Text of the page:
The Lines (Yale University Art Gallery)

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Ranney began The Lines as part of a much broader survey of ancient architecture along the Peruvian coast in 1985. He quickly realized that these desert areas fit perfectly into the canon of work he had been producing since a 1964 Fulbright trip: recording ancient, previously unarchived architecture and sites.

"I realized that no one had looked at this [area] visually and tried to create a fairly comprehensive archive of sites in black-and-white photographs that could stand as references and also as their own artwork," Ranney explains.

The Nazca lines aren't the only ancient structures Ranney has photographed. A new exhibition at the New Mexico Museum of Art, North to South, celebrates Ranney's career of photographing Inca and Maya cultures. The show, on view until April 19, includes more than 40 images from his decades of travel and work—work that, to Ranney, is far from complete. 

"There's continual research in the Andean region, which is really exciting because there is more and more discovered every year," Ranney says. "That's why I continue to photograph, because my survey is not yet done."

Stunning Bubbles Frozen Under Lake Abraham

Smithsonian Magazine

These frozen bubbles under Alberta's Lake Abraham might look like winter jewels, but you wouldn't want to be too close to one if it popped: the bubbles are actually frozen pockets of methane, a highly flammable gas. Most of the time, methane escaping from the surface of water is relatively harmless—but if you happen to be lighting a match at the time one of these bubbles explodes, watch out.

Methane bubbles form in bodies of water when dead organic matter (leaves and animals) falls into the water and sinks to the bottom, to the delight of bacteria waiting below. The bacteria munches on the matter and poops out methane, which turns to white floating blobs when it comes into contact with frozen water. Methane is formed in thousands of lakes around the arctic, but decreasing permafrost means more and more of this methane is being released into the atmosphere, a worrying trend for climate scientists who note that methane is a more potent greenhouse gas than carbon dioxide.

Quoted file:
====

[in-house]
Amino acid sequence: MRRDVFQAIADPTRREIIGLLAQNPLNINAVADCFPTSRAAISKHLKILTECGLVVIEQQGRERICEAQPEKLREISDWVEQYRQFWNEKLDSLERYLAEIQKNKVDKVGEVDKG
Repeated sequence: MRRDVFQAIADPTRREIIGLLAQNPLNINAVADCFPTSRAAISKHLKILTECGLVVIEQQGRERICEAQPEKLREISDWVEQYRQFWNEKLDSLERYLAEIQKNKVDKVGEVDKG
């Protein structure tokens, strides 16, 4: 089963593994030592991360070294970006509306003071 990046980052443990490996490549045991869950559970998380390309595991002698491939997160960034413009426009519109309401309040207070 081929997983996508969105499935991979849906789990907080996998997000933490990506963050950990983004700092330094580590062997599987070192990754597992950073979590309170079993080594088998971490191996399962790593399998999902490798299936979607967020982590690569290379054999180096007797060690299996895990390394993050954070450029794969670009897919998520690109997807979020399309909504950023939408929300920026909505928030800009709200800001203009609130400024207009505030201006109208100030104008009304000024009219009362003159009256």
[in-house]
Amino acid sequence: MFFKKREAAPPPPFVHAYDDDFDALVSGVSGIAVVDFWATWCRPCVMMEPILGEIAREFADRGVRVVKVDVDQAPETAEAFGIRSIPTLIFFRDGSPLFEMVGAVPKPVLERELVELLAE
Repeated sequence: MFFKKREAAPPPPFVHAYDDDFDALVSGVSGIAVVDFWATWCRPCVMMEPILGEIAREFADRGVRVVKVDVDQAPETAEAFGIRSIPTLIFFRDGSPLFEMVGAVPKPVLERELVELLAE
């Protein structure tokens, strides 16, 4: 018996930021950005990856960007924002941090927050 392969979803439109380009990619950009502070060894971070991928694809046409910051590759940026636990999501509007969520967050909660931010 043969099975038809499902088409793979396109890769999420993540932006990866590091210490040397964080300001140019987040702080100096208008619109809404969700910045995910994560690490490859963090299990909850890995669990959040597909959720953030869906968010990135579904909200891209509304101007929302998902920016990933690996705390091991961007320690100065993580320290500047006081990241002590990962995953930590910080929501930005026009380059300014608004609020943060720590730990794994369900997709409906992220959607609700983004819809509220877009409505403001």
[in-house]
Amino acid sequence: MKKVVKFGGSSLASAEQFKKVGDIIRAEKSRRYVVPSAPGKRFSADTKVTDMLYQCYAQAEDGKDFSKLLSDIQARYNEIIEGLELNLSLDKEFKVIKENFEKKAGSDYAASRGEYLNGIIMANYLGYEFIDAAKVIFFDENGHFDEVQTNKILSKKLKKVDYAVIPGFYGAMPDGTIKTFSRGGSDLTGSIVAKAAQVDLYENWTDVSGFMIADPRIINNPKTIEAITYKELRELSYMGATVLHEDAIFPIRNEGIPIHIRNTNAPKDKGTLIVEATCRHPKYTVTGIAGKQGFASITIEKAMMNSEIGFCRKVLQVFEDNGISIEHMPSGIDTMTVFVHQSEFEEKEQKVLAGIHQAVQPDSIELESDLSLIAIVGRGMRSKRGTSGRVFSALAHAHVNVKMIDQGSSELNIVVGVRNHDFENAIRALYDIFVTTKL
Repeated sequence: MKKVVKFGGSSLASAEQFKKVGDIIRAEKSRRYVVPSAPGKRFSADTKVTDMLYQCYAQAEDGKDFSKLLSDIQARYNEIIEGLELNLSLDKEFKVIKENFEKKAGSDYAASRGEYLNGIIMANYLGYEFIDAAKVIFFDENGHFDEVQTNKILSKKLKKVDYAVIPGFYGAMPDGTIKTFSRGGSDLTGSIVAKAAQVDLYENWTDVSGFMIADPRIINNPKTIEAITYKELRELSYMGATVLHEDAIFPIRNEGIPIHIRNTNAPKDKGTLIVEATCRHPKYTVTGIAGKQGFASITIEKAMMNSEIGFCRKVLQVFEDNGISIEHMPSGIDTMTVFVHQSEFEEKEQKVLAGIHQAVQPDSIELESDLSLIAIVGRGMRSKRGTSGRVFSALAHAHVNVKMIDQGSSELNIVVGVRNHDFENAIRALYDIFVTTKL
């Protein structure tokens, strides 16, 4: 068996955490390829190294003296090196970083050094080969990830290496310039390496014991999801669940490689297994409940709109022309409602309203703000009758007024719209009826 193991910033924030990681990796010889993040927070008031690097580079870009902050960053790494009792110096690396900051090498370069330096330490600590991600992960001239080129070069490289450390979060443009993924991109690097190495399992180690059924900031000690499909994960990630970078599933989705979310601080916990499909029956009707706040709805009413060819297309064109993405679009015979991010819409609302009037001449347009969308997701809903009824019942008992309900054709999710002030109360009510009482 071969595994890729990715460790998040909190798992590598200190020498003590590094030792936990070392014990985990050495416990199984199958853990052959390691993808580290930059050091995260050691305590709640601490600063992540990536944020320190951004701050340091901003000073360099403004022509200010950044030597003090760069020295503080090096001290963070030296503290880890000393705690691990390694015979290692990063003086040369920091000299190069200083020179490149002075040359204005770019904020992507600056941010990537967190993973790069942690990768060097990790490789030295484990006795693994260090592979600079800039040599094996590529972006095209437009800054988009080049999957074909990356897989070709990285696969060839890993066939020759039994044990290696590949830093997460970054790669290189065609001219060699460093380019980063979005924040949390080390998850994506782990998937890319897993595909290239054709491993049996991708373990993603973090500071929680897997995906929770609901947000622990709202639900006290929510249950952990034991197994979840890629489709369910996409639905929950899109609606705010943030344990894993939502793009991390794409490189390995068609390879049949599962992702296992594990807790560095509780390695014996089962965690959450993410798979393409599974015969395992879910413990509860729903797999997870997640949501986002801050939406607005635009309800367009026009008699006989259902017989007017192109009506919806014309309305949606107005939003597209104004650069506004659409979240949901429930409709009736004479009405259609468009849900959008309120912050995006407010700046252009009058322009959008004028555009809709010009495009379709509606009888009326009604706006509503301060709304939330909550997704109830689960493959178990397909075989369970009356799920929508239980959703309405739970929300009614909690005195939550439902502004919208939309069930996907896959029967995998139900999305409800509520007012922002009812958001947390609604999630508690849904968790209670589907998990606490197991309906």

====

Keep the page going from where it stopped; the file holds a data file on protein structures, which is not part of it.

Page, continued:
Photographer Darwin Wigget has been leading photography tours and workshops to Lake Abraham for 11 years, which has helped popularize the location. He has published an eGuide, "Kootenay Plains and Abraham Lake - Winter Edition" for visitors looking to trek out onto the clear ice.

Stunning Images Capture First Close-Up With Jupiter's Great Red Spot

Smithsonian Magazine

Today, NASA released the first photos from the Juno satellite's close encounter with the solar system's largest storm.

Launched in 2011, Juno was sent to orbit the large gas giant and study what lies beneath its colorful swirling clouds, with the ultimate goal of learning how the planet and the rest of our solar system came to be. The little craft entered orbit around Jupiter last July, and has been sending back stunning photos and sounds of the planet since. Every 53 days the little craft transits the planet from pole-to-pole, capturing pictures and data to beam back to earth-bound scientists.

Earlier this week Juno had the latest close encounter of its elliptical orbit, reports Rachel Becker of The Verge, coming within just 5,000 miles of the surface of the Great Red Spot. The orbit of the craft, however, is highly eliptical so at its closest approach to the gas giant Monday evening, the satellite just skimmed the tops of Jupiter's clouds from around 2,000 miles up.

"For generations people from all over the world and all walks of life have marveled over the Great Red Spot," says Scott Bolton, head of the Juno mission, in a press release. "Now we are finally going to see what this storm looks like up close and personal."

The Spot is one of Jupiter's most iconic features.  Astronomers spied the massive feature as early as the beginning of the 19th century—but possibly even earlier. This swirling storm stretches just over 10,000 miles wide, according to recent measurements—roughly two to three times the size of the entire Earth. It's akin to a super powerful hurricane, with wind speeds up to 400 miles per hour and air temperatures over 2,400 degrees Fahrenheit“The Great Red Spot is basically the largest storm in the entire solar system,” Bolton tells Stav Ziv of Newsweek.

But in recent years, the storm seems to be dying down. In 2015, NASA scientists announced that the Great Red Spot appears to be shrinking by roughly 580 miles per year. And in the 1800s, researchers estimate it measured more than 25,000 miles across, Nadia Drake reports for National GeographicBut exactly why the storm is shrinking remains unknown. As Bolton tells Ziv, "it’s very puzzling.”

These photos could start to solve that puzzle.

Stunning Images Capture Peacock Spiders’ Flashy Colors

Smithsonian Magazine

Peacock spiders fall far from most people's definition of a spider. These tiny, colorful creatures are known for their rainbow of hues and their jiggling mating dance moves. Yet until recently, most of their kind has gone unnoticed. But Australian entomologist Jurgen Otto wants to change that. 

“These tiny invertebrates are so different to peoples’ experience of spiders, it turns their view upside down,” Jurgen tells Lisa Morrison at Science Network Western Australia. “Now when people think of spiders they might not think of something black and scary and ugly that they are frightened of and want to squish. They might think of something small and cute and colorful and complex—this give[s] the whole spider group a different appeal.”